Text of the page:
FIELD OF THE INVENTION
The present invention relates generally to improvements in light emitting diode (LED) lighting methods and apparatus, and more particularly to advantageous arrangements for locating heat spreading components in illumination gaps of LEDs mounted in lighting fixtures.
BACKGROUND OF THE INVENTION
LED lighting systems are becoming more prevalent as replacements for existing lighting systems. LEDs are an example of solid state lighting and are superior to traditional lighting solutions such as incandescent and fluorescent lighting because they use far less energy, are far more durable, operate longer, can be combined in red-blue-green arrays that can be controlled to deliver virtually any color light, and contain no lead or mercury. As LEDs replace the typical incandescent and fluorescent light fixtures found in many homes and workplaces, the present invention recognizes that it is important to cost effectively dissipate the heat generated by the LEDs used in these systems while maintaining the aesthetically pleasing look of existing lighting hardware.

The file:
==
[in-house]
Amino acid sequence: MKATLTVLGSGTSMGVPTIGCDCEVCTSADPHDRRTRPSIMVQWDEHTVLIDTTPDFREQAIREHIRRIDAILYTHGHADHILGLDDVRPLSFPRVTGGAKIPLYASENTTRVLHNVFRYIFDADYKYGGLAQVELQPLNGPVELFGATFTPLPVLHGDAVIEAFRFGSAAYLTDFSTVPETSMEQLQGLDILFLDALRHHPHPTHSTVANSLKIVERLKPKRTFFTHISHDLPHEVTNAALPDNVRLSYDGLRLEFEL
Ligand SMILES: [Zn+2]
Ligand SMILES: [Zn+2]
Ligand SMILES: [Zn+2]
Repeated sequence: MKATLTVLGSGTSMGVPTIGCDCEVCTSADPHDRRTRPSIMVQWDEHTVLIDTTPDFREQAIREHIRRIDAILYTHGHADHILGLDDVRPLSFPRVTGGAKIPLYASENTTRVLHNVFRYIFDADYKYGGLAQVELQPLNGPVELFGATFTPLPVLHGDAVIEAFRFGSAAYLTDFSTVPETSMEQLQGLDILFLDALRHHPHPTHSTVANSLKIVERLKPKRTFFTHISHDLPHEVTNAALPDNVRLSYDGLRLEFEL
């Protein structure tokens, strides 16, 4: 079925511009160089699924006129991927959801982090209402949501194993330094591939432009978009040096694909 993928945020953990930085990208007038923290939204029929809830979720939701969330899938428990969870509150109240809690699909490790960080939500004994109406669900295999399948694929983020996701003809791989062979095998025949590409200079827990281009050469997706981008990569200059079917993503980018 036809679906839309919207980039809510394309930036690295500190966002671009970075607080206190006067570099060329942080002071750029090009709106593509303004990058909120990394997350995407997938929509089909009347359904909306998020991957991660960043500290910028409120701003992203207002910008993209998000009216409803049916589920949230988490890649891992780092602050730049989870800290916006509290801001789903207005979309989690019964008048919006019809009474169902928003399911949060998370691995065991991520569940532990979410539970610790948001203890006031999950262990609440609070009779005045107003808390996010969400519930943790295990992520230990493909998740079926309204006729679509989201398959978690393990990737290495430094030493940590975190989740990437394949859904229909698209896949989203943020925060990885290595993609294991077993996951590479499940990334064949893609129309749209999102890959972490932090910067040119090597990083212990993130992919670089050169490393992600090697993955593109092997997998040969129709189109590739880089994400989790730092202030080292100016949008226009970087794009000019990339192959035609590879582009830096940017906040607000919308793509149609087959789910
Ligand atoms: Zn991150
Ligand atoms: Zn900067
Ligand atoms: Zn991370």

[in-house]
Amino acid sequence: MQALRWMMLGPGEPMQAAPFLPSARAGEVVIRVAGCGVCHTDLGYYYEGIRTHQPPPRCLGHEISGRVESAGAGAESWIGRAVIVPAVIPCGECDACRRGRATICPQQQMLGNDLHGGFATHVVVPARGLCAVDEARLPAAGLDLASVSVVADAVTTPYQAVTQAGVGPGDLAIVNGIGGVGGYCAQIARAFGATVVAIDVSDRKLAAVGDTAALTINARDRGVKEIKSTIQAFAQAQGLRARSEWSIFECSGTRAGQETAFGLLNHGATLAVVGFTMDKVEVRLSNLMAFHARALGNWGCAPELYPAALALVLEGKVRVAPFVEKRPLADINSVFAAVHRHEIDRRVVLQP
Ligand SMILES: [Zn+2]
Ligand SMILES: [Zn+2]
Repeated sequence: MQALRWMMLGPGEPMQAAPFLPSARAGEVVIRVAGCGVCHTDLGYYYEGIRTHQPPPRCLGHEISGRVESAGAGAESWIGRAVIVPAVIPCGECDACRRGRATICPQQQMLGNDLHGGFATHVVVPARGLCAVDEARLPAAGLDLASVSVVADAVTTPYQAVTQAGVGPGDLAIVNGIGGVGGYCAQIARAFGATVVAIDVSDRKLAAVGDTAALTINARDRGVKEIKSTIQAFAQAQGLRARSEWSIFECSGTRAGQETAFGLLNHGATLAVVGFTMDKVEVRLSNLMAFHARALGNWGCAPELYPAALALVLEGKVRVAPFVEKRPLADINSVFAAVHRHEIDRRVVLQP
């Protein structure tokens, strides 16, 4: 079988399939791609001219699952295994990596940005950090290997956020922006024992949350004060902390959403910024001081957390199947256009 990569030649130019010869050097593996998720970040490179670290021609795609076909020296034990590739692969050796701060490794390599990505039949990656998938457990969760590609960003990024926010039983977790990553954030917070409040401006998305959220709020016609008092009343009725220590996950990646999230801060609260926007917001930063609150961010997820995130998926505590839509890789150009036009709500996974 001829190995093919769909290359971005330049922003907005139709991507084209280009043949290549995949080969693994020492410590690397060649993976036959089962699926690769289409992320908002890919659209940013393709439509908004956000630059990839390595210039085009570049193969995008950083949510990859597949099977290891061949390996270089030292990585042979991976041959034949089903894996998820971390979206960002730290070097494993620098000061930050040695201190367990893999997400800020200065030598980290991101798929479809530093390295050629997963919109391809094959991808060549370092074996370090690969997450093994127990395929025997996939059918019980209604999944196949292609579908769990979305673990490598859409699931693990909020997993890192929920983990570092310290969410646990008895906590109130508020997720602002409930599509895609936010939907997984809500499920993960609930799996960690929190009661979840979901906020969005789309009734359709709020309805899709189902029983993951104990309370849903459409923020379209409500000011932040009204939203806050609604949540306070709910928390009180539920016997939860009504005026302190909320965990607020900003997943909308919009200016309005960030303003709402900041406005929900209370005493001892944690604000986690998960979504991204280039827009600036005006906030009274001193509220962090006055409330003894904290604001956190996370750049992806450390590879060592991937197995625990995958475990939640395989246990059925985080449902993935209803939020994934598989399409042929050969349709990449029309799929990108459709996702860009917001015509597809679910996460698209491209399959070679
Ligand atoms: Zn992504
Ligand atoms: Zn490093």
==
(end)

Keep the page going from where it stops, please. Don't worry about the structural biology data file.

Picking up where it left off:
As illustrated by FIGS. 1A, 1B and 1C, a common prior art LED mounting arrangement results in a substantial portion of the light output going outwardly in the direction of a normal to the top surface of a semiconductor photonic chip 12 as seen in FIG. 1B. As seen in FIG. 1A, a top view of an LED 10, the semiconductor photonic chip 12 is mounted on a substrate 14 which is in turn mounted on a bonding pad 16. The chip 12 is encapsulated beneath an optical lens 18 which focuses the light emitted by the chip 12.
FIG. 1B shows a side view of LED 10 with a plurality of light rays relative to a normal, N, to the top surface of chip 12 illustrating the light emitted by chip 12 as it passes out of lens 18. LED 10 is an XLamp™ from Cree, Incorporated.